Best Minors To Complement A Political Science Major

As a political science major, you gain knowledge about governments, public policies, political processes, and international relations. Complementing your studies with a minor can provide specialized expertise to expand your skillset and career options.

If you’re short on time, here’s a quick answer: History, economics, statistics, foreign language, and legal studies are top minors that develop useful skills for political science majors.

In this comprehensive guide, we explore the ideal minors to pair with a political science degree. We’ll look at minors that build relevant hard and soft skills to make you a strong candidate for careers in law, government, advocacy, and more.

Why Pursue a Minor with Political Science

While a major in Political Science provides a solid foundation in understanding the complexities of politics and government, pairing it with a minor can significantly enhance your knowledge and career prospects.

Pursuing a minor alongside your Political Science major allows you to explore other disciplines and gain a more well-rounded education. It also helps you develop a diverse skill set that can make you stand out in the job market.

Here are some compelling reasons why you should consider pursuing a minor with Political Science:

1. Broaden Your Perspective

Pairing Political Science with a minor in a related or complementary field allows you to gain a broader understanding of the political landscape. For example, a minor in History can provide valuable insights into the historical context of political events, while a minor in International Relations can help you analyze global political dynamics.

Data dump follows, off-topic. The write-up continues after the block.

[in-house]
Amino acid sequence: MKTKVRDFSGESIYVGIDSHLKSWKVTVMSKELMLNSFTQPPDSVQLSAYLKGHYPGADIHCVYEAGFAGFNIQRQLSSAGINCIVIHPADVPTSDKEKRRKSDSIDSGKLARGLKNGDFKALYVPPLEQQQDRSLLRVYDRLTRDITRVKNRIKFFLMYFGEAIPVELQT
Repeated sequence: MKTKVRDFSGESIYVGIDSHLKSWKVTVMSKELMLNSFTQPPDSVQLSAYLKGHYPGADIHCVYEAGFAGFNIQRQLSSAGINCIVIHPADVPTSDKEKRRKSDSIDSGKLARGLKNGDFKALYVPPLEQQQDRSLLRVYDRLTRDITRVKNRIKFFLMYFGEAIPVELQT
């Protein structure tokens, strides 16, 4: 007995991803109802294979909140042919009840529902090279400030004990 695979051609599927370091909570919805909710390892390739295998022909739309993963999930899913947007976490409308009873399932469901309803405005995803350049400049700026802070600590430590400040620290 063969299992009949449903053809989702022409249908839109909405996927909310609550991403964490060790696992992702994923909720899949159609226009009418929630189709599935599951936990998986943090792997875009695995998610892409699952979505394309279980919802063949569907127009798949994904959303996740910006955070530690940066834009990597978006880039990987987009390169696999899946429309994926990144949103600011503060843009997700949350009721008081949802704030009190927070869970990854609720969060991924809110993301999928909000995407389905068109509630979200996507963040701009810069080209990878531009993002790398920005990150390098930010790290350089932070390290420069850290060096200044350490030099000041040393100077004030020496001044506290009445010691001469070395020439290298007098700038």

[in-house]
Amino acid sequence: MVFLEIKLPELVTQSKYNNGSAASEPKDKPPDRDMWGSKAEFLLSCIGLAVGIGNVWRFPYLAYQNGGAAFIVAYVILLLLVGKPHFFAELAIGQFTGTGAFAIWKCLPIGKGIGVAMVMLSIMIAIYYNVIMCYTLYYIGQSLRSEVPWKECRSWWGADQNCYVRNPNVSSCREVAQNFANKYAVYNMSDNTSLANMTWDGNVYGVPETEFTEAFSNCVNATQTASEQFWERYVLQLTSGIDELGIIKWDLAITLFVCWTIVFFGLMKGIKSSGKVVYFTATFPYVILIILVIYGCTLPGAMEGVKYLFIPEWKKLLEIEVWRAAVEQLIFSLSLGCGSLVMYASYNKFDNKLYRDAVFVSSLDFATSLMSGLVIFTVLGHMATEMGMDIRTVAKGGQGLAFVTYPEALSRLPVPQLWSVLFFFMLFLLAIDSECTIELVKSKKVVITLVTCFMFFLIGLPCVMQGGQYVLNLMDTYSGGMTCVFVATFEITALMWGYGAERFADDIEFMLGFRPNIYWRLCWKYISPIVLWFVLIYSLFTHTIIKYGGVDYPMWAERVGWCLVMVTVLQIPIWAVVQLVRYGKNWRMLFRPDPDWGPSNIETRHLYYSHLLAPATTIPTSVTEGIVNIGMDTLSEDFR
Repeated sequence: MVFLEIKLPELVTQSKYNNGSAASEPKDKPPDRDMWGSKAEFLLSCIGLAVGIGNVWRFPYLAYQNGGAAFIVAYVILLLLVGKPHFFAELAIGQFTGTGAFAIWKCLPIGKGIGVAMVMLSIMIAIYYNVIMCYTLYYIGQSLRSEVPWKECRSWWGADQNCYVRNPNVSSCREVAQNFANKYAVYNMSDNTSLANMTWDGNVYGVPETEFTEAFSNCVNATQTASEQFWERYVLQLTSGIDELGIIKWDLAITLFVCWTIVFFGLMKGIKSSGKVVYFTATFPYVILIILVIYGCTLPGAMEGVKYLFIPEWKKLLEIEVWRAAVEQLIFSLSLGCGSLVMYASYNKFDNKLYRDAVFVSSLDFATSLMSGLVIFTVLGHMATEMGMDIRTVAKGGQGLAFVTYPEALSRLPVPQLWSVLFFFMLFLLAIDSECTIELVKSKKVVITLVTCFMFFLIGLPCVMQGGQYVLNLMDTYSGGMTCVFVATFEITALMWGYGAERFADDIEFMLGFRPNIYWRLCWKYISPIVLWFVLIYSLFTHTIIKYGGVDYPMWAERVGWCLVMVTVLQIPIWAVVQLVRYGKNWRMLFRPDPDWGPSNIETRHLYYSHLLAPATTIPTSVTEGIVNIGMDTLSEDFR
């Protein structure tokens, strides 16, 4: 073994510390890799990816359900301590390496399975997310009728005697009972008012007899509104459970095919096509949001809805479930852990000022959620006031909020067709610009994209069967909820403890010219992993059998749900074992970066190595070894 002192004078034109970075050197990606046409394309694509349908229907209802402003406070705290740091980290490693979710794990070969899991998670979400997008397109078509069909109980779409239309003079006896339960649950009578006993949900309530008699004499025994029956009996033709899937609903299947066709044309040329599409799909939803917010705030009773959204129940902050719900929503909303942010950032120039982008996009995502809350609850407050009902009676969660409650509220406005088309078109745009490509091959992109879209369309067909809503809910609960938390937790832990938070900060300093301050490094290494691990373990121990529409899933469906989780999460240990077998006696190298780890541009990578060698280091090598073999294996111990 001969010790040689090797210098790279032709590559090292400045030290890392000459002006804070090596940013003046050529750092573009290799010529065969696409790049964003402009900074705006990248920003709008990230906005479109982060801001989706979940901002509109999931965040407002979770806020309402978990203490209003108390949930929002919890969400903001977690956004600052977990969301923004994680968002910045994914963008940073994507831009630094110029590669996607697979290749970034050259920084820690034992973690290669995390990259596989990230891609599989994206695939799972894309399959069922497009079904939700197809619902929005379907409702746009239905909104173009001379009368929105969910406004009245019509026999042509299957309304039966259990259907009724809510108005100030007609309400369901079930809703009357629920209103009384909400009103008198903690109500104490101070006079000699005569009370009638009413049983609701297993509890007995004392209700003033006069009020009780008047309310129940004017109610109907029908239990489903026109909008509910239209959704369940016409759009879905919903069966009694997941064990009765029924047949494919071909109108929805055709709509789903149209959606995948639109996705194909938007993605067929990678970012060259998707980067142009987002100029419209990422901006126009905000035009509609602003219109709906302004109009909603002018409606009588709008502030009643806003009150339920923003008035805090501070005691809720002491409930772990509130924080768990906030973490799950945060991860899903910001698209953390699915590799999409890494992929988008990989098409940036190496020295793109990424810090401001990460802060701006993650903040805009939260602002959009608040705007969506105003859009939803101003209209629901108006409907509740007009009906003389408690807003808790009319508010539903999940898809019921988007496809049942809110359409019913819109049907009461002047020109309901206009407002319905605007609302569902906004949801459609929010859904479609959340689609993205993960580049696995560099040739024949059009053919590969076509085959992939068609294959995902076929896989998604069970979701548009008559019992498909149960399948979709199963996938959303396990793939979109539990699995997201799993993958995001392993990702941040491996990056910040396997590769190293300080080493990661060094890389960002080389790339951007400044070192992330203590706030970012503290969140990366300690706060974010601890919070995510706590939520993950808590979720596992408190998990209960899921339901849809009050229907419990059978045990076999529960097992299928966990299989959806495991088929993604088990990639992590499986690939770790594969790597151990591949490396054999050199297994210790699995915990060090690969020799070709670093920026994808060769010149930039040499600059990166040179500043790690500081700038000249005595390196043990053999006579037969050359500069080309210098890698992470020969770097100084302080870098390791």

By studying multiple disciplines, you can develop a more comprehensive perspective on political issues and become a well-informed and versatile professional.

2. Enhance Your Analytical Skills

A minor in a quantitative field such as Statistics or Economics can greatly enhance your analytical abilities, which are essential in the field of Political Science. These disciplines equip you with the tools to analyze data, conduct research, and make informed decisions.

By combining the analytical skills gained from your minor with the theoretical knowledge acquired in your Political Science major, you can become a more effective problem solver and critical thinker.

3. Gain a Competitive Edge

Having a minor alongside your Political Science major can give you a competitive edge in the job market. Employers often look for candidates with diverse skill sets and the ability to think critically from different perspectives.

A minor demonstrates your willingness to go beyond the requirements of your major and shows that you have a well-rounded education. It can make you stand out among other candidates and increase your chances of landing a job in your desired field.

4. Explore Your Interests

Pursuing a minor allows you to explore your passions and interests outside of Political Science. Whether it’s a minor in Psychology, Environmental Science, or Sociology, you have the opportunity to delve into topics that fascinate you and expand your knowledge in those areas.

This exploration can not only enrich your educational experience but also help you discover new career paths or areas of specialization that you may not have considered before.

Valuable Skills to Complement Political Science

History and Geography

Studying history and geography can greatly enhance a political science major’s understanding of global politics. By examining past events and analyzing geographical factors, students can gain valuable insights into political systems, international relations, and the impact of geography on political decision-making.